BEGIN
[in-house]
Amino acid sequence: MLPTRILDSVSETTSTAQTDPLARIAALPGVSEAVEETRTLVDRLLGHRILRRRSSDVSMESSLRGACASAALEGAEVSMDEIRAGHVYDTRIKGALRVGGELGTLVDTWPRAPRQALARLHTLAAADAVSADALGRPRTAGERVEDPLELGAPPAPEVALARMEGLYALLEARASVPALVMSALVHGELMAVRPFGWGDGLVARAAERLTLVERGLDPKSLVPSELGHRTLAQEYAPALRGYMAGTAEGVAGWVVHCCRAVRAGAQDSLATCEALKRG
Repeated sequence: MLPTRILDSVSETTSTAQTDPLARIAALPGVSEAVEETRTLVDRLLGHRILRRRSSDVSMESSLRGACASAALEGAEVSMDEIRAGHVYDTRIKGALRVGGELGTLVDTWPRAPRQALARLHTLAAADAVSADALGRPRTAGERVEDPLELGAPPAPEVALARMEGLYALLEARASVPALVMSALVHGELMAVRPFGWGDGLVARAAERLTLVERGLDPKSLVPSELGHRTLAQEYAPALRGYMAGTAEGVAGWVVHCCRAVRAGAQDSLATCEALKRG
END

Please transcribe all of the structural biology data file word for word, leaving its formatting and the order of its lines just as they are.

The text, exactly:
[in-house]
Amino acid sequence: MLPTRILDSVSETTSTAQTDPLARIAALPGVSEAVEETRTLVDRLLGHRILRRRSSDVSMESSLRGACASAALEGAEVSMDEIRAGHVYDTRIKGALRVGGELGTLVDTWPRAPRQALARLHTLAAADAVSADALGRPRTAGERVEDPLELGAPPAPEVALARMEGLYALLEARASVPALVMSALVHGELMAVRPFGWGDGLVARAAERLTLVERGLDPKSLVPSELGHRTLAQEYAPALRGYMAGTAEGVAGWVVHCCRAVRAGAQDSLATCEALKRG
Repeated sequence: MLPTRILDSVSETTSTAQTDPLARIAALPGVSEAVEETRTLVDRLLGHRILRRRSSDVSMESSLRGACASAALEGAEVSMDEIRAGHVYDTRIKGALRVGGELGTLVDTWPRAPRQALARLHTLAAADAVSADALGRPRTAGERVEDPLELGAPPAPEVALARMEGLYALLEARASVPALVMSALVHGELMAVRPFGWGDGLVARAAERLTLVERGLDPKSLVPSELGHRTLAQEYAPALRGYMAGTAEGVAGWVVHCCRAVRAGAQDSLATCEALKRG